Spring is finally arriving in the central plains of the US. While this has been a great relief for most of us in Kansas, it has brought flooding to Nebraska and Iowa.
Flooding overwhelmed a dam in northern Nebraska which started a chain reaction of dams breaking. Some of the best farm ground in the country was covered by six feet of silt and sand.
Since it was an atypical flood and the water came so fast, no one had time to move livestock, equipment, etcetera.
Early reports are that Nebraska has lost nearly a million animals. Crop growers have suffered too.
Grain prices have been severely distressed as a result of the trade war with China, so many farmers with storage have been sitting on last year’s harvest, waiting for better prices.
I didn’t realise it but when a 100,000-bushel bin gets flooded, even by a couple feet of water, the grain acts like a sponge and sucks water to the very top, then the grain expands and the bin pops, rivet by rivet, until it collapses.
The corn futures market responded to this news like only it could do. May Corn Futures made contract lows at the end of March.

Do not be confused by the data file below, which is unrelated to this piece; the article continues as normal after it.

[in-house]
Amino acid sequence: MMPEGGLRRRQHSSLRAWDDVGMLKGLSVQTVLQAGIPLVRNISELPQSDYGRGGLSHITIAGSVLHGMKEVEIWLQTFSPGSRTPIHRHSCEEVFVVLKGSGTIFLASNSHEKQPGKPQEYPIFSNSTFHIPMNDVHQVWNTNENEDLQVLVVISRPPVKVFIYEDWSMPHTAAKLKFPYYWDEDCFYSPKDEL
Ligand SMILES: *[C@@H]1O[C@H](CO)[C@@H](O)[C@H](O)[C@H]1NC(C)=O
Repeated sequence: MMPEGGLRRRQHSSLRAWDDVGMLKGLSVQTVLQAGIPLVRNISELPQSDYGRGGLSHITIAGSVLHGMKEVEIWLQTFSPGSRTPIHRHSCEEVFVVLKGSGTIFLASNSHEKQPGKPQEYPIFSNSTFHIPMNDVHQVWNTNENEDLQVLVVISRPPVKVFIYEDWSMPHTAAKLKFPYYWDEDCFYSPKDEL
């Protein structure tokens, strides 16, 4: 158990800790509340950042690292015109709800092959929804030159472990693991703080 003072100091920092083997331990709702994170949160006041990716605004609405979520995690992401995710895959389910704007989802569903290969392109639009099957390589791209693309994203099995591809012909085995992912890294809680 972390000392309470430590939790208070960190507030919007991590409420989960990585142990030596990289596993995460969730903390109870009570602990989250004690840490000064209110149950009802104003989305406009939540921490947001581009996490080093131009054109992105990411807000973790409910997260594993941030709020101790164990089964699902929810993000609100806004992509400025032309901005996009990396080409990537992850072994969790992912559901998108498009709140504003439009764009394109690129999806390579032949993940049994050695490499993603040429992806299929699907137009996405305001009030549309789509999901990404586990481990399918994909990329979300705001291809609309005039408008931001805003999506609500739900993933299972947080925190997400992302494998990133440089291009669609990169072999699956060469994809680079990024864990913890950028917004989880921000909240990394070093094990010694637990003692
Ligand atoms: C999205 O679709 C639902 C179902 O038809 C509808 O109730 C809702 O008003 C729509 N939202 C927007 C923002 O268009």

Corn is as cheap here as it has been in 15 years. Secretly, this doesn’t break my heart as the corn growers didn’t cut us much slack when they were selling it to us at more than twice this price.
I have harped on before about our government’s over-generous subsidised crop insurance given to row crop (arable) farmers. But all safety nets stop once the grain is in the bin so none of the losses are covered.
The ripple effects are being felt throughout the country. We usually sell quite a few bulls to Nebraska, but this year sold only four and I don’t know how we’ll deliver them as the bridges round the ranch are washed out.
I guarantee the people who lost their farmland aren’t buying new John Deere tractors this spring either.
Most people are just keeping their heads low, buying the minimum inputs, and just trying to get through to better times.
Daniel Mushrush is a Farmer Focus writer from Kansas. Read his biography.